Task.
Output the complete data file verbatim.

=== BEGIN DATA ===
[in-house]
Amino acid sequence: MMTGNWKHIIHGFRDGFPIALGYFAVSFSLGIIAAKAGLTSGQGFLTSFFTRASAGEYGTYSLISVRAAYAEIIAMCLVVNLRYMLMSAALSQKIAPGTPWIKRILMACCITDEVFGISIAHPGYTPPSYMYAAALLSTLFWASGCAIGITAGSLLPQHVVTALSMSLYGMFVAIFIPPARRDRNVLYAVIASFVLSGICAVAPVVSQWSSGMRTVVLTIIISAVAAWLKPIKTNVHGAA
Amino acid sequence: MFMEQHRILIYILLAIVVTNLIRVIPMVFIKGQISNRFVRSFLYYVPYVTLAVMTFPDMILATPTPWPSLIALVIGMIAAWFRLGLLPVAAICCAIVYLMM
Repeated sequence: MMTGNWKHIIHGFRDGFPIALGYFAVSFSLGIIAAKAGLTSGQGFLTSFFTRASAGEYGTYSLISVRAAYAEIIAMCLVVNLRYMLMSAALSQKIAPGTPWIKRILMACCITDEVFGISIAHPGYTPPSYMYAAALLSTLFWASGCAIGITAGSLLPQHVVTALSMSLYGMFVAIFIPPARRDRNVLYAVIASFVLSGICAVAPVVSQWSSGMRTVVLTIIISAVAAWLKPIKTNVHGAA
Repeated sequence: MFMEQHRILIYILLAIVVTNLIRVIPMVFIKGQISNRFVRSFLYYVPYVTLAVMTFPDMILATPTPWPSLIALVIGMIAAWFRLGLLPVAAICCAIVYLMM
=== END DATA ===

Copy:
[in-house]
Amino acid sequence: MMTGNWKHIIHGFRDGFPIALGYFAVSFSLGIIAAKAGLTSGQGFLTSFFTRASAGEYGTYSLISVRAAYAEIIAMCLVVNLRYMLMSAALSQKIAPGTPWIKRILMACCITDEVFGISIAHPGYTPPSYMYAAALLSTLFWASGCAIGITAGSLLPQHVVTALSMSLYGMFVAIFIPPARRDRNVLYAVIASFVLSGICAVAPVVSQWSSGMRTVVLTIIISAVAAWLKPIKTNVHGAA
Amino acid sequence: MFMEQHRILIYILLAIVVTNLIRVIPMVFIKGQISNRFVRSFLYYVPYVTLAVMTFPDMILATPTPWPSLIALVIGMIAAWFRLGLLPVAAICCAIVYLMM
Repeated sequence: MMTGNWKHIIHGFRDGFPIALGYFAVSFSLGIIAAKAGLTSGQGFLTSFFTRASAGEYGTYSLISVRAAYAEIIAMCLVVNLRYMLMSAALSQKIAPGTPWIKRILMACCITDEVFGISIAHPGYTPPSYMYAAALLSTLFWASGCAIGITAGSLLPQHVVTALSMSLYGMFVAIFIPPARRDRNVLYAVIASFVLSGICAVAPVVSQWSSGMRTVVLTIIISAVAAWLKPIKTNVHGAA
Repeated sequence: MFMEQHRILIYILLAIVVTNLIRVIPMVFIKGQISNRFVRSFLYYVPYVTLAVMTFPDMILATPTPWPSLIALVIGMIAAWFRLGLLPVAAICCAIVYLMM